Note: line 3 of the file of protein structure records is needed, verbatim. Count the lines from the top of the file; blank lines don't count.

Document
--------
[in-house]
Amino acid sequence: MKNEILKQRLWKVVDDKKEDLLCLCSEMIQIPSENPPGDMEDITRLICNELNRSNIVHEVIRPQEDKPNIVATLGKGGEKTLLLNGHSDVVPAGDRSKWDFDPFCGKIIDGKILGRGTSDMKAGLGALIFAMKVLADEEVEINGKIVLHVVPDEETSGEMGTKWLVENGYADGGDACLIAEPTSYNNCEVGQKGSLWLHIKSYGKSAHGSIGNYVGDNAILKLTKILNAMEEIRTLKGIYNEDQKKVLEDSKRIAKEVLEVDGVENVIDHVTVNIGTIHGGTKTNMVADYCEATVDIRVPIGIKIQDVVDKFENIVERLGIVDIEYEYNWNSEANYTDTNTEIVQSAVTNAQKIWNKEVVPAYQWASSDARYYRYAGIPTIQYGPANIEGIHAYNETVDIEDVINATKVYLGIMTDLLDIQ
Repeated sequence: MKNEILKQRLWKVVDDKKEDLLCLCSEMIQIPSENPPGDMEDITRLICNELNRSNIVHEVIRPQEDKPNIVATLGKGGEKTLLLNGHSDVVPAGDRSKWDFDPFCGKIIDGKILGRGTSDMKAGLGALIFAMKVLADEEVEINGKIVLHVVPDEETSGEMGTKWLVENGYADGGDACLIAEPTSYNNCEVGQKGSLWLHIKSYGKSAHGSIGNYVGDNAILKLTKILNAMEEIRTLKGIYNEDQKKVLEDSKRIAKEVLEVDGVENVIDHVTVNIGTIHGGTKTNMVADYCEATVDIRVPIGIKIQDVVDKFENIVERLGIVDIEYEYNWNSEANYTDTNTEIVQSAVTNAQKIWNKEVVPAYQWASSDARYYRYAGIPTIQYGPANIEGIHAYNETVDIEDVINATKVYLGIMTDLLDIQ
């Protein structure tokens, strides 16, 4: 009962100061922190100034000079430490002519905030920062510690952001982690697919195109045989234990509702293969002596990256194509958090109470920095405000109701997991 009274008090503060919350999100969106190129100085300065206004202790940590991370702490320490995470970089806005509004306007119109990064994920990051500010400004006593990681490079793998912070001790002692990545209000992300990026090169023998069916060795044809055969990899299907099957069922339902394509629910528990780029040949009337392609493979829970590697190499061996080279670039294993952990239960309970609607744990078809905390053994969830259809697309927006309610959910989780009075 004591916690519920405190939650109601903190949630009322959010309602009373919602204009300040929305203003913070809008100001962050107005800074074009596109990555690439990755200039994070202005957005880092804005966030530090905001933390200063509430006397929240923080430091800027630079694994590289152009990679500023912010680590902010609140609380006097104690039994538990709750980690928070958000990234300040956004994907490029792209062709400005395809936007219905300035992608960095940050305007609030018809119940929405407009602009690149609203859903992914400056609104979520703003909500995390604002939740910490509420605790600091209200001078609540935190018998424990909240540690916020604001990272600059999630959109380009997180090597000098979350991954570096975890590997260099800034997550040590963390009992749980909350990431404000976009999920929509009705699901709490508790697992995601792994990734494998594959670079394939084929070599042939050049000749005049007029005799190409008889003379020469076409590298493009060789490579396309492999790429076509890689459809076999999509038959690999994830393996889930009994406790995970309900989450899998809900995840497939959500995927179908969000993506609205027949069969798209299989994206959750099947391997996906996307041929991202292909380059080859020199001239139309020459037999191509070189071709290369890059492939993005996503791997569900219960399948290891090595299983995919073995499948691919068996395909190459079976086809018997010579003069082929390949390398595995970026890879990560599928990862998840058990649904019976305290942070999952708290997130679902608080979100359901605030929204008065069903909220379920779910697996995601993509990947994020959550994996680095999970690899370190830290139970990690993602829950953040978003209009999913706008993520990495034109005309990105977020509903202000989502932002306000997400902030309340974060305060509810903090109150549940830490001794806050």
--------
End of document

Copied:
Repeated sequence: MKNEILKQRLWKVVDDKKEDLLCLCSEMIQIPSENPPGDMEDITRLICNELNRSNIVHEVIRPQEDKPNIVATLGKGGEKTLLLNGHSDVVPAGDRSKWDFDPFCGKIIDGKILGRGTSDMKAGLGALIFAMKVLADEEVEINGKIVLHVVPDEETSGEMGTKWLVENGYADGGDACLIAEPTSYNNCEVGQKGSLWLHIKSYGKSAHGSIGNYVGDNAILKLTKILNAMEEIRTLKGIYNEDQKKVLEDSKRIAKEVLEVDGVENVIDHVTVNIGTIHGGTKTNMVADYCEATVDIRVPIGIKIQDVVDKFENIVERLGIVDIEYEYNWNSEANYTDTNTEIVQSAVTNAQKIWNKEVVPAYQWASSDARYYRYAGIPTIQYGPANIEGIHAYNETVDIEDVINATKVYLGIMTDLLDIQ